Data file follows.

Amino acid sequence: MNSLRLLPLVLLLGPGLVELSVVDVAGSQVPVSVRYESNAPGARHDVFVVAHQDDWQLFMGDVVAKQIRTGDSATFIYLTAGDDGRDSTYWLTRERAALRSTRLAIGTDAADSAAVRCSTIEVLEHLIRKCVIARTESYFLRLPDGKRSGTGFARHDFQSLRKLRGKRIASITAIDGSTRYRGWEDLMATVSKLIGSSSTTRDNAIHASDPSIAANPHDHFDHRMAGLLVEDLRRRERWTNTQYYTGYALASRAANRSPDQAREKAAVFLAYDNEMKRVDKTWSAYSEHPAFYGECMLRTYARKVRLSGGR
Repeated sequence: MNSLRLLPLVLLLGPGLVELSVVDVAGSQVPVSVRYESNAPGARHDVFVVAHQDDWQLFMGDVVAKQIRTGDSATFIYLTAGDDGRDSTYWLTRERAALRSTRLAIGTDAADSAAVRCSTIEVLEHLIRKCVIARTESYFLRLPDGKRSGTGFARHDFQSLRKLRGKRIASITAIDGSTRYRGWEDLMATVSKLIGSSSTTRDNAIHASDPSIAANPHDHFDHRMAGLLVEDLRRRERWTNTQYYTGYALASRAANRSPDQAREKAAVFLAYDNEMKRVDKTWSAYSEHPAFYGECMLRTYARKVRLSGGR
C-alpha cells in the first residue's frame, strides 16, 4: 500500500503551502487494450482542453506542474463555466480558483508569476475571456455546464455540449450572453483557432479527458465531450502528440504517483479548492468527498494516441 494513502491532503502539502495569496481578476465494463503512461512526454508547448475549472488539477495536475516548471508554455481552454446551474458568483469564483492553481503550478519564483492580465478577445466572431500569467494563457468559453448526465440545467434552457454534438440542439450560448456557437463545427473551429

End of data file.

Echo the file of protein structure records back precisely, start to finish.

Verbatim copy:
Amino acid sequence: MNSLRLLPLVLLLGPGLVELSVVDVAGSQVPVSVRYESNAPGARHDVFVVAHQDDWQLFMGDVVAKQIRTGDSATFIYLTAGDDGRDSTYWLTRERAALRSTRLAIGTDAADSAAVRCSTIEVLEHLIRKCVIARTESYFLRLPDGKRSGTGFARHDFQSLRKLRGKRIASITAIDGSTRYRGWEDLMATVSKLIGSSSTTRDNAIHASDPSIAANPHDHFDHRMAGLLVEDLRRRERWTNTQYYTGYALASRAANRSPDQAREKAAVFLAYDNEMKRVDKTWSAYSEHPAFYGECMLRTYARKVRLSGGR
Repeated sequence: MNSLRLLPLVLLLGPGLVELSVVDVAGSQVPVSVRYESNAPGARHDVFVVAHQDDWQLFMGDVVAKQIRTGDSATFIYLTAGDDGRDSTYWLTRERAALRSTRLAIGTDAADSAAVRCSTIEVLEHLIRKCVIARTESYFLRLPDGKRSGTGFARHDFQSLRKLRGKRIASITAIDGSTRYRGWEDLMATVSKLIGSSSTTRDNAIHASDPSIAANPHDHFDHRMAGLLVEDLRRRERWTNTQYYTGYALASRAANRSPDQAREKAAVFLAYDNEMKRVDKTWSAYSEHPAFYGECMLRTYARKVRLSGGR
C-alpha cells in the first residue's frame, strides 16, 4: 500500500503551502487494450482542453506542474463555466480558483508569476475571456455546464455540449450572453483557432479527458465531450502528440504517483479548492468527498494516441 494513502491532503502539502495569496481578476465494463503512461512526454508547448475549472488539477495536475516548471508554455481552454446551474458568483469564483492553481503550478519564483492580465478577445466572431500569467494563457468559453448526465440545467434552457454534438440542439450560448456557437463545427473551429